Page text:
The Fisherman by R. S. Thomas

A simple man,
He liked the crease on the water
His cast made, but had no pity
For the broken backbone
Of water or fish.

One of his pleasures, thirsty,
Was to ask a drink
At the hot farms;
Leaving with a casual thank you,
As though they owed it him.

I could have told of the living water
That springs pure.
He would have smiled then,
Dancing his speckled fly in the shallows,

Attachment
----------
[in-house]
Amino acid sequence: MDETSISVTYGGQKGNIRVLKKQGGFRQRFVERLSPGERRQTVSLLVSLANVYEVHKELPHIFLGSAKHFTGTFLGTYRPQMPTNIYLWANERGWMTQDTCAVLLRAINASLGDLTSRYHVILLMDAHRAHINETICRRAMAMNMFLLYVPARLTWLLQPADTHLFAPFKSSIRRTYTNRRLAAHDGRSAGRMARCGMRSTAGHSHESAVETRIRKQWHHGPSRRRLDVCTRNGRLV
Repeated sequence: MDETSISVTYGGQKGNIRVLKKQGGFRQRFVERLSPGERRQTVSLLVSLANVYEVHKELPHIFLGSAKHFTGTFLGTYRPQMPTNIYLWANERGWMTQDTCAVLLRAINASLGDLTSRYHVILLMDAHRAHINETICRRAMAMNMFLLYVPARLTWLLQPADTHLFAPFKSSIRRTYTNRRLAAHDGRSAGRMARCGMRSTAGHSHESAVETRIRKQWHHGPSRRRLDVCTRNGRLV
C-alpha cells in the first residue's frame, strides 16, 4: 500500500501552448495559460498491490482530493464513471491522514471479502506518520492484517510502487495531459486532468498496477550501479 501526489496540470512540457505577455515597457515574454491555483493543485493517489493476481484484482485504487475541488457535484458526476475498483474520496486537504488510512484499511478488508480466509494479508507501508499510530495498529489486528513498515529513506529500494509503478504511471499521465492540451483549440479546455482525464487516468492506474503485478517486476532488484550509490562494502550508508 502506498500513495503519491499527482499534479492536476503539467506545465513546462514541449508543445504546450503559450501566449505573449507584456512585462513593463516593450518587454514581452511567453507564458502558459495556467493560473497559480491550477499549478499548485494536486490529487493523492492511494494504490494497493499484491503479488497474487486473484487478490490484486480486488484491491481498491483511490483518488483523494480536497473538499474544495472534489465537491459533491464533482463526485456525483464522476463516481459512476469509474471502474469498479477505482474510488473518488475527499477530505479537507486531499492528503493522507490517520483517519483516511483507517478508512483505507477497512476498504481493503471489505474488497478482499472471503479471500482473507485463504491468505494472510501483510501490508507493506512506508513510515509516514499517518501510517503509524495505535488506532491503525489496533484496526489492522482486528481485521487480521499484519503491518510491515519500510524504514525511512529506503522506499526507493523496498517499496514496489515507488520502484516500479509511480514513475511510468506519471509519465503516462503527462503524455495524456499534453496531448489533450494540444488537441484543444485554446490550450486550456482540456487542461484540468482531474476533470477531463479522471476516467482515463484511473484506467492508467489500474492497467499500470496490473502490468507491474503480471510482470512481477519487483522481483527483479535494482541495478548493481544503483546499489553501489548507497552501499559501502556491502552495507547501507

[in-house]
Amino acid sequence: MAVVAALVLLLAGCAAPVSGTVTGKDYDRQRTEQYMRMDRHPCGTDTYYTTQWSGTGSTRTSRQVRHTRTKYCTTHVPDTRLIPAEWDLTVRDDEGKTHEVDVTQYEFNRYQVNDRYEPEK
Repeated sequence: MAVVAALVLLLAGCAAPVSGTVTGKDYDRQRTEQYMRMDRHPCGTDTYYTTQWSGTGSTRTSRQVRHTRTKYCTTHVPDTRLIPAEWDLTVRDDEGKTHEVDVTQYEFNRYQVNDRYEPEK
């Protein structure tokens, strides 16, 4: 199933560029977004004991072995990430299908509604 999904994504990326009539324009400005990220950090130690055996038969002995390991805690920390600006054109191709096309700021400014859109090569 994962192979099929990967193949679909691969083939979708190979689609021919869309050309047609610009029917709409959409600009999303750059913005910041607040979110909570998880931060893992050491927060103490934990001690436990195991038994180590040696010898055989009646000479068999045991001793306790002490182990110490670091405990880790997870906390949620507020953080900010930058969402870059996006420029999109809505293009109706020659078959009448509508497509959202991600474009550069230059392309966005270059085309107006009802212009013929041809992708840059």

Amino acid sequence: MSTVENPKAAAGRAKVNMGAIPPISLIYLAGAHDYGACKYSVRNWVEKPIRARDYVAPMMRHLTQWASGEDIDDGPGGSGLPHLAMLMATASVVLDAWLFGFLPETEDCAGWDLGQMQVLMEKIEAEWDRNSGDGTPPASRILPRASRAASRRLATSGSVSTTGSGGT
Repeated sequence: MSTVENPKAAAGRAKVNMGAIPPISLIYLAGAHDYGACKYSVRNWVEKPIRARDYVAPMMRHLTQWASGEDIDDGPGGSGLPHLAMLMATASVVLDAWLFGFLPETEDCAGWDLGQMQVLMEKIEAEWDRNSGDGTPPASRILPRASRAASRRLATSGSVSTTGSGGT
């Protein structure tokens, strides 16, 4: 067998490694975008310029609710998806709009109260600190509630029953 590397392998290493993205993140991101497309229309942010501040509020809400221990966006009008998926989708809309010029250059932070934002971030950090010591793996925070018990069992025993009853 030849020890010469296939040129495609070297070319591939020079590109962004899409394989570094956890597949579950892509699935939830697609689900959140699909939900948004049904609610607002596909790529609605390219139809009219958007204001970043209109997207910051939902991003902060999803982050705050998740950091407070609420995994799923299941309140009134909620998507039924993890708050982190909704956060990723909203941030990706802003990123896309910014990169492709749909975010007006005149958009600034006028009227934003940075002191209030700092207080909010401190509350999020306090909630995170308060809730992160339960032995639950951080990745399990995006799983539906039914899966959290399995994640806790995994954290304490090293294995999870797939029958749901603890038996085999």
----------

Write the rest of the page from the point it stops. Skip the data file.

Not understanding.

by R. S. Thomas
from Not That He Brought Flowers (1968)
Advertisements

‘God smiled. The controls’ by R. S. Thomas

God smiled. The controls

were working; the small

eaten by the large, the large

by the larger. One problem

remained: the immunity

of a species. ‘Easy,’

the jester at his side

whispered, indicating

the air’s window that the germs

thronged. God opened it a crack, and the human edifice

was dismantled. Among the ruins

one, stupider than the rest,

sat, seeing history’s wheel

idle, putting a hand out, ready

to start it all over again.

 

by R. S. Thomas

from Counterpoint (1990)